Vic and Kate Groves have been warned the previous delays to the trial accused of murdering their daughter could now extend to 'many months' as the political upheaval in Kashmir continues with no sign of a return to 'normality'.
It's been five weeks since the Indian Government revoked Articles 370 and 35A of the Indian Constitution and placed severe restrictions on normal life in the Indian Administered State of Jammu & Kashmir (J&K).
The area's Special Status within the Indian Constitution, held since the end of the Second World War, was replaced overnight by its reclassification as a Union Territory.
That means J&K now holds the same legal status as other parts of India and can no longer fly its own flag, make its own laws or seek protection against outsiders’ rights to buy property and land there. That led to the latest pause in the trial of Richard de Wit who denies murdering Sarah Groves on a houseboat in Kashmir in 2013.
Her family say it has been very difficult since the recent change in political stability to establish what is happening in J&K and how events there will affect the future direction of the trial.
Pictured: Kate and Vic Groves during a previous interview with Express.
In a statement released by the family, her father Vic Groves said they've been told that local news reports state that 200 people held in jails in and around Srinagar, including some held in the Central Jail, have been moved to other States in order to accommodate the influx of new prisoners resulting from some widescale arrests referred to. It is not known whether Mr de Wit is one of them.
There has been some progress on their behalf, although very limited.
"We understand that questions in relation to the trial have been raised through official channels in Delhi with Vijay Gokhale, the Indian Foreign Secretary. He has asked his officials to report back to the British High Commission when he has definitive information.
"We have also received unofficial legal advice from outside of Kashmir best summarised as under:
Mr Groves continued, saying that communication has been severely affected by the shutdown and the most recent trial date passed without anything happening and it is unlikely that the next scheduled court date, on Saturday 14 September, will bring any better news.
"Our efforts to establish contact with Srinagar, the part of J&K most severely affected by recent events, have been severely restricted. We received our first communication from within J&K on 27 August, twenty-three days after the communication blackout had been imposed. It was sent in difficult circumstances but it did imply that a ‘next hearing’ date had been set for 9 September. However, it also stated that the courts are not sitting and it must be presumed that the hearing would not take place.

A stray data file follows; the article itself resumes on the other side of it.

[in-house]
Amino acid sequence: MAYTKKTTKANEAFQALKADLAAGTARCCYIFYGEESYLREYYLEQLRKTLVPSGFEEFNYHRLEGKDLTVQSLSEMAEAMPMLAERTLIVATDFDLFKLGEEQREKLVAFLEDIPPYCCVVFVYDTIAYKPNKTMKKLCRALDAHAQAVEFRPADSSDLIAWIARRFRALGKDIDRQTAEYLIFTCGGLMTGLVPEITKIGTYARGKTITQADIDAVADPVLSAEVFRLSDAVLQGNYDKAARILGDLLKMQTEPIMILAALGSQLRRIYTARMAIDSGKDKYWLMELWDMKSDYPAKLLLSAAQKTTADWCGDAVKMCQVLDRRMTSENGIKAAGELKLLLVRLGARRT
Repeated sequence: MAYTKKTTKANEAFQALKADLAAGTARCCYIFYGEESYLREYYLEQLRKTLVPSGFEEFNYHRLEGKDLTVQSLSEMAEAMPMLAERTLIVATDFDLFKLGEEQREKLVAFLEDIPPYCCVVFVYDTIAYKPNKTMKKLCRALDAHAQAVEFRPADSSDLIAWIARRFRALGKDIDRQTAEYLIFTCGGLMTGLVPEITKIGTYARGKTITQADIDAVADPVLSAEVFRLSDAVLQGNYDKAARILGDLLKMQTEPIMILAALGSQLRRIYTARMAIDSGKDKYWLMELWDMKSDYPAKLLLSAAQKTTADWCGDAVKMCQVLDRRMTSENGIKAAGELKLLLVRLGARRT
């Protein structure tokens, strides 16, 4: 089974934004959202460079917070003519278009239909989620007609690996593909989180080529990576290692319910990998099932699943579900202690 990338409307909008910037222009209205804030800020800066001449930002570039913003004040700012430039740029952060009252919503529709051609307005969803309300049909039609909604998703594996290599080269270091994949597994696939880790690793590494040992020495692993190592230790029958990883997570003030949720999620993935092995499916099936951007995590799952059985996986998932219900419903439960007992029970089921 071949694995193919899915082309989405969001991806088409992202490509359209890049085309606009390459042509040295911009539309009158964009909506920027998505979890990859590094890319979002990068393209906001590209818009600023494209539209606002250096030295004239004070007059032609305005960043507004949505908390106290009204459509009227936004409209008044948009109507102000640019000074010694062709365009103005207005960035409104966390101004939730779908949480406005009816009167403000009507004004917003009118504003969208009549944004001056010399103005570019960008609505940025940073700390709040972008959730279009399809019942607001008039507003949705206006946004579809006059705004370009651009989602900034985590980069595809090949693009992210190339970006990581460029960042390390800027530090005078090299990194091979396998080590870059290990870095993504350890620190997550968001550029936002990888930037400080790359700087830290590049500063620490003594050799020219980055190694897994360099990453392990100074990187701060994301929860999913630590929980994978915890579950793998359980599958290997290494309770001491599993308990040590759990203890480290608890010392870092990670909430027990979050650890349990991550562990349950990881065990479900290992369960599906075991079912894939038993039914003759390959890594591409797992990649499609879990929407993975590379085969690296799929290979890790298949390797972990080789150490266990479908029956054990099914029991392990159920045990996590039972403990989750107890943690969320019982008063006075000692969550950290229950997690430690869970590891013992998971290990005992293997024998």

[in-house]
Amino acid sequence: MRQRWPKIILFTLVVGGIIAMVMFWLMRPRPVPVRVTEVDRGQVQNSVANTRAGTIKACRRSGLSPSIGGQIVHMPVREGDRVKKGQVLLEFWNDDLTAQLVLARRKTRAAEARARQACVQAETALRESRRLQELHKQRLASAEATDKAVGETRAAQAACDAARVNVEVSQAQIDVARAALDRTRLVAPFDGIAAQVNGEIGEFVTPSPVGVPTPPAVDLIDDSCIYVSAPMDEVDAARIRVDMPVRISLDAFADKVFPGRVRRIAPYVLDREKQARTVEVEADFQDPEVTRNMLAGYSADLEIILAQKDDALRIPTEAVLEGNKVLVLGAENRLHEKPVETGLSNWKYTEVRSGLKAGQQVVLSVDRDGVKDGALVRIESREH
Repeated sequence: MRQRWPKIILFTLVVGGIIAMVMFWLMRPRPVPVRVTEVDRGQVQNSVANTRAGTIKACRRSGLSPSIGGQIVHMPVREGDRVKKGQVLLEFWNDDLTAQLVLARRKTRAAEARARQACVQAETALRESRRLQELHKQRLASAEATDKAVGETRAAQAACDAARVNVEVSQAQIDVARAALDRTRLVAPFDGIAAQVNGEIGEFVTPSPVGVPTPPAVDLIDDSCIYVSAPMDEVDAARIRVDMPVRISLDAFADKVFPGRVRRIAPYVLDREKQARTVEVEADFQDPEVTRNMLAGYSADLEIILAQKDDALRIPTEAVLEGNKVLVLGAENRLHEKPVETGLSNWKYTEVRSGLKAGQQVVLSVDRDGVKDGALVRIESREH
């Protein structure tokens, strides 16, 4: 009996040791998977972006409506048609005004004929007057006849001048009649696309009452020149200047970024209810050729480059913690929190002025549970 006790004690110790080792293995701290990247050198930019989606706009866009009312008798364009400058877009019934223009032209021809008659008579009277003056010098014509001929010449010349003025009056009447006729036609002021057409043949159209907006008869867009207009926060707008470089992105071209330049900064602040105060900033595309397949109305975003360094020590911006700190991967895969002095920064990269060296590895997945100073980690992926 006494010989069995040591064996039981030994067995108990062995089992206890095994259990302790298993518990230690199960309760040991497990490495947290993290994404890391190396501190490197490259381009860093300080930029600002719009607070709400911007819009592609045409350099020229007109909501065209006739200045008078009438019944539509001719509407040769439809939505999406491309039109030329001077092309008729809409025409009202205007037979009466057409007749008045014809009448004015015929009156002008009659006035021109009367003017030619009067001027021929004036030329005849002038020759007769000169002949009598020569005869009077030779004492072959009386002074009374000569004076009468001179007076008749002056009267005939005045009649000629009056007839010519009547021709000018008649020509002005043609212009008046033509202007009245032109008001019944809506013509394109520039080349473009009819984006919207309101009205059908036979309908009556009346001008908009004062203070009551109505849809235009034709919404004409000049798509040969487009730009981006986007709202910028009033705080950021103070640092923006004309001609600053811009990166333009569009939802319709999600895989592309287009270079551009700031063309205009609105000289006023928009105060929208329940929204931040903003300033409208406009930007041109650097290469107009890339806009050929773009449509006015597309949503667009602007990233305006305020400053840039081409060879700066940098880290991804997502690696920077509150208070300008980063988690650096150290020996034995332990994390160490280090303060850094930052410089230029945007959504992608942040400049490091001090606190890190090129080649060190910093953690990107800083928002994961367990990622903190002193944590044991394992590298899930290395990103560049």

Pictured: Richard de Wit, who denies murdering Sarah Groves, has been held since April 2013.
"We received a second communication from Srinagar which confirmed that the hearing did not take place. A further date has been scheduled for this coming Saturday, 14 September. This communication confirmed that the penal code under which Richard de Wit has been charged has been repealed and that Indian Law, as opposed to Kashmiri Law, will prevail with effect from 31 October 2019, the date when the new status of J&K takes full effect. However, no mention has been officially made about what happens to on-going cases. The future remains unclear in this regard but it appears that efforts to continue the trial under Kashmiri Law will continue until at least 31 October 2019. The situation beyond that remains uncertain."
Mr Groves said it is unlikely to be any progress made over the next few months indicating a long time before there is any sense of normality in J&K.
"The likelihood of further delays was confirmed when we received an email from an acquaintance who lives in Kashmir but who had travelled to Delhi en route to the UK, where for the first time in a month they had access to the internet. That email stated that it could be many months before matters normalised.
"A newsfeed from the Indian Express, received recently, indicated that restrictions are gradually being eased although no details are being released in advance. Unfortunately, Srinagar will be the last part of Kashmir to return to normality. All of this presupposes that matters do not flare up between India and Pakistan, this latter administration being severely critical of and threatening about the change of status triggered by the Indian Government."
Pictured top: Sarah Groves.
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